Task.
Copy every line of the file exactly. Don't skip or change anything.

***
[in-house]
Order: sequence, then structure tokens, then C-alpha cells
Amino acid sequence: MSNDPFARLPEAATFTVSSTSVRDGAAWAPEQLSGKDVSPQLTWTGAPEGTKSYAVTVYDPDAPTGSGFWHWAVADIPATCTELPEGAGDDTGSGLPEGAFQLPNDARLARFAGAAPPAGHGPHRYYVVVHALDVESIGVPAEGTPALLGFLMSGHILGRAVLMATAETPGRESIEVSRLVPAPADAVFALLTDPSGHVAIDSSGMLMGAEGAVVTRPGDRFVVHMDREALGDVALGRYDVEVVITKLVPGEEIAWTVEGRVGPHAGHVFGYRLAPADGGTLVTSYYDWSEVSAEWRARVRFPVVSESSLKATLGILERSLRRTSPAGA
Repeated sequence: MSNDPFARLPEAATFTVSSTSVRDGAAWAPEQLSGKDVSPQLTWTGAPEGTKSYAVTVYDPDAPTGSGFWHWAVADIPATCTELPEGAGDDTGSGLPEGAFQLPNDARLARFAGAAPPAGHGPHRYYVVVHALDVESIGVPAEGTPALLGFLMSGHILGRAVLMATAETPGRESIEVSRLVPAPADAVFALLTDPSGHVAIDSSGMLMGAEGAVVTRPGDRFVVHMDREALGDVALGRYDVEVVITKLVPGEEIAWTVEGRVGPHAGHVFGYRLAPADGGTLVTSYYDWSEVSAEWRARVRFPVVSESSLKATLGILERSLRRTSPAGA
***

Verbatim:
[in-house]
Order: sequence, then structure tokens, then C-alpha cells
Amino acid sequence: MSNDPFARLPEAATFTVSSTSVRDGAAWAPEQLSGKDVSPQLTWTGAPEGTKSYAVTVYDPDAPTGSGFWHWAVADIPATCTELPEGAGDDTGSGLPEGAFQLPNDARLARFAGAAPPAGHGPHRYYVVVHALDVESIGVPAEGTPALLGFLMSGHILGRAVLMATAETPGRESIEVSRLVPAPADAVFALLTDPSGHVAIDSSGMLMGAEGAVVTRPGDRFVVHMDREALGDVALGRYDVEVVITKLVPGEEIAWTVEGRVGPHAGHVFGYRLAPADGGTLVTSYYDWSEVSAEWRARVRFPVVSESSLKATLGILERSLRRTSPAGA
Repeated sequence: MSNDPFARLPEAATFTVSSTSVRDGAAWAPEQLSGKDVSPQLTWTGAPEGTKSYAVTVYDPDAPTGSGFWHWAVADIPATCTELPEGAGDDTGSGLPEGAFQLPNDARLARFAGAAPPAGHGPHRYYVVVHALDVESIGVPAEGTPALLGFLMSGHILGRAVLMATAETPGRESIEVSRLVPAPADAVFALLTDPSGHVAIDSSGMLMGAEGAVVTRPGDRFVVHMDREALGDVALGRYDVEVVITKLVPGEEIAWTVEGRVGPHAGHVFGYRLAPADGGTLVTSYYDWSEVSAEWRARVRFPVVSESSLKATLGILERSLRRTSPAGA